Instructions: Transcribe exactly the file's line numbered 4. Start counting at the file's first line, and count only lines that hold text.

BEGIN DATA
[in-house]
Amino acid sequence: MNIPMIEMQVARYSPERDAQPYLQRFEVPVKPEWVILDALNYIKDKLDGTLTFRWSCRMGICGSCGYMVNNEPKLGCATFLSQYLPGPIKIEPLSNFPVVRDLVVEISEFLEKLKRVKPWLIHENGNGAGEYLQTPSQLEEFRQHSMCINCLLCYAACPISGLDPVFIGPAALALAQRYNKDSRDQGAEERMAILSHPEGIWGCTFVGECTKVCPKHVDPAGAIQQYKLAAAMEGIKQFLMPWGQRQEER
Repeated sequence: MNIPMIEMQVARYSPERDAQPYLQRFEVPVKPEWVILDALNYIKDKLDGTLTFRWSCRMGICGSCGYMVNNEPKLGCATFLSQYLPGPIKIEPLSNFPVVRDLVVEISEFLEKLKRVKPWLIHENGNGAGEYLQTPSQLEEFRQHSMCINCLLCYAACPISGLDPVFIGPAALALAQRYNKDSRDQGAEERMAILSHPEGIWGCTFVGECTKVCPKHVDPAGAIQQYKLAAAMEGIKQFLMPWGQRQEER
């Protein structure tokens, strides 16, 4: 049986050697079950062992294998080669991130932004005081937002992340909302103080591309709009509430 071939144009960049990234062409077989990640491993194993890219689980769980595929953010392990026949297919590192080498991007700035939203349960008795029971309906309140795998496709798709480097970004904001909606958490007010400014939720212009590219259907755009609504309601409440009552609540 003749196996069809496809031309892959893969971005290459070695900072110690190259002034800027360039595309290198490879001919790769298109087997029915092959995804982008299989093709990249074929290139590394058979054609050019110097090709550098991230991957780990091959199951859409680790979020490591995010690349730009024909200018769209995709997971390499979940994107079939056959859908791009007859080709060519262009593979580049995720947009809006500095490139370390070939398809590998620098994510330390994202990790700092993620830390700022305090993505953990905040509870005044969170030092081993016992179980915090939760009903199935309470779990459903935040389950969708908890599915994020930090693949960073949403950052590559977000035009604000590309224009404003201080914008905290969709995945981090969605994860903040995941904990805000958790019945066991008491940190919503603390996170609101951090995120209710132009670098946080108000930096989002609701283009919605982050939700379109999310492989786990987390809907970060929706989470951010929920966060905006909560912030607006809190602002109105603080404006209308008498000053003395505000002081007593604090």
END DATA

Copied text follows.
């Protein structure tokens, strides 16, 4: 049986050697079950062992294998080669991130932004005081937002992340909302103080591309709009509430 071939144009960049990234062409077989990640491993194993890219689980769980595929953010392990026949297919590192080498991007700035939203349960008795029971309906309140795998496709798709480097970004904001909606958490007010400014939720212009590219259907755009609504309601409440009552609540 003749196996069809496809031309892959893969971005290459070695900072110690190259002034800027360039595309290198490879001919790769298109087997029915092959995804982008299989093709990249074929290139590394058979054609050019110097090709550098991230991957780990091959199951859409680790979020490591995010690349730009024909200018769209995709997971390499979940994107079939056959859908791009007859080709060519262009593979580049995720947009809006500095490139370390070939398809590998620098994510330390994202990790700092993620830390700022305090993505953990905040509870005044969170030092081993016992179980915090939760009903199935309470779990459903935040389950969708908890599915994020930090693949960073949403950052590559977000035009604000590309224009404003201080914008905290969709995945981090969605994860903040995941904990805000958790019945066991008491940190919503603390996170609101951090995120209710132009670098946080108000930096989002609701283009919605982050939700379109999310492989786990987390809907970060929706989470951010929920966060905006909560912030607006809190602002109105603080404006209308008498000053003395505000002081007593604090």